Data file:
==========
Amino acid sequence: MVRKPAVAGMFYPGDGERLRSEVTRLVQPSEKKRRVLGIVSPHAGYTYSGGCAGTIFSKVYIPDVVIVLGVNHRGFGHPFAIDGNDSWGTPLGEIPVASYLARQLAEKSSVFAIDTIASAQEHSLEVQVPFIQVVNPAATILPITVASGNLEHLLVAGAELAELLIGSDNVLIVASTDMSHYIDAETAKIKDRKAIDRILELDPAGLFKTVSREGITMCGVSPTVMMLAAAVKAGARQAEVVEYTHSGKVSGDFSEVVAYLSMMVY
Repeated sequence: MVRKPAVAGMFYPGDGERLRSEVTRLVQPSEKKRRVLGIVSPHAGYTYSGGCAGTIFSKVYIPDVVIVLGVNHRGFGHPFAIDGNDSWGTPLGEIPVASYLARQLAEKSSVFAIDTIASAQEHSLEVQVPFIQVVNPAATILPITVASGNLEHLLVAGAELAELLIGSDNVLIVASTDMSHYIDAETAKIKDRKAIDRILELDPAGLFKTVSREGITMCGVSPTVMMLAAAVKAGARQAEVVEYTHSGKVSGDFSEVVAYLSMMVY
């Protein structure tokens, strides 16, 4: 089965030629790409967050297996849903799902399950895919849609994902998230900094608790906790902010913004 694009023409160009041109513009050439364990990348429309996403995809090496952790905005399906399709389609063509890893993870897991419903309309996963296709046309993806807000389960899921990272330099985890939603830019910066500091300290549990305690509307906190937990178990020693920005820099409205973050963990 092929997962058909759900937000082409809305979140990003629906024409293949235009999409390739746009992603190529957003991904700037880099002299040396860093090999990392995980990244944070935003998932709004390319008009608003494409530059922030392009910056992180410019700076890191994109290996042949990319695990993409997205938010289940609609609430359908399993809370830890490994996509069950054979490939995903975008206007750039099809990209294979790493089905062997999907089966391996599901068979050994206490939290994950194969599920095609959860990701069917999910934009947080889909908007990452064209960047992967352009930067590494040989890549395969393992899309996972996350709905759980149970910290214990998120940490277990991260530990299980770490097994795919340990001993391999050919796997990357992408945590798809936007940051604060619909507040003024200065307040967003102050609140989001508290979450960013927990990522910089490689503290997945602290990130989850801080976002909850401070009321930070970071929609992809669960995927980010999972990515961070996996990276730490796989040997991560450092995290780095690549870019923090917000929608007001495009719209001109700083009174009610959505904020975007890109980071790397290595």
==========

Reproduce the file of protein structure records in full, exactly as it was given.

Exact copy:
Amino acid sequence: MVRKPAVAGMFYPGDGERLRSEVTRLVQPSEKKRRVLGIVSPHAGYTYSGGCAGTIFSKVYIPDVVIVLGVNHRGFGHPFAIDGNDSWGTPLGEIPVASYLARQLAEKSSVFAIDTIASAQEHSLEVQVPFIQVVNPAATILPITVASGNLEHLLVAGAELAELLIGSDNVLIVASTDMSHYIDAETAKIKDRKAIDRILELDPAGLFKTVSREGITMCGVSPTVMMLAAAVKAGARQAEVVEYTHSGKVSGDFSEVVAYLSMMVY
Repeated sequence: MVRKPAVAGMFYPGDGERLRSEVTRLVQPSEKKRRVLGIVSPHAGYTYSGGCAGTIFSKVYIPDVVIVLGVNHRGFGHPFAIDGNDSWGTPLGEIPVASYLARQLAEKSSVFAIDTIASAQEHSLEVQVPFIQVVNPAATILPITVASGNLEHLLVAGAELAELLIGSDNVLIVASTDMSHYIDAETAKIKDRKAIDRILELDPAGLFKTVSREGITMCGVSPTVMMLAAAVKAGARQAEVVEYTHSGKVSGDFSEVVAYLSMMVY
């Protein structure tokens, strides 16, 4: 089965030629790409967050297996849903799902399950895919849609994902998230900094608790906790902010913004 694009023409160009041109513009050439364990990348429309996403995809090496952790905005399906399709389609063509890893993870897991419903309309996963296709046309993806807000389960899921990272330099985890939603830019910066500091300290549990305690509307906190937990178990020693920005820099409205973050963990 092929997962058909759900937000082409809305979140990003629906024409293949235009999409390739746009992603190529957003991904700037880099002299040396860093090999990392995980990244944070935003998932709004390319008009608003494409530059922030392009910056992180410019700076890191994109290996042949990319695990993409997205938010289940609609609430359908399993809370830890490994996509069950054979490939995903975008206007750039099809990209294979790493089905062997999907089966391996599901068979050994206490939290994950194969599920095609959860990701069917999910934009947080889909908007990452064209960047992967352009930067590494040989890549395969393992899309996972996350709905759980149970910290214990998120940490277990991260530990299980770490097994795919340990001993391999050919796997990357992408945590798809936007940051604060619909507040003024200065307040967003102050609140989001508290979450960013927990990522910089490689503290997945602290990130989850801080976002909850401070009321930070970071929609992809669960995927980010999972990515961070996996990276730490796989040997991560450092995290780095690549870019923090917000929608007001495009719209001109700083009174009610959505904020975007890109980071790397290595």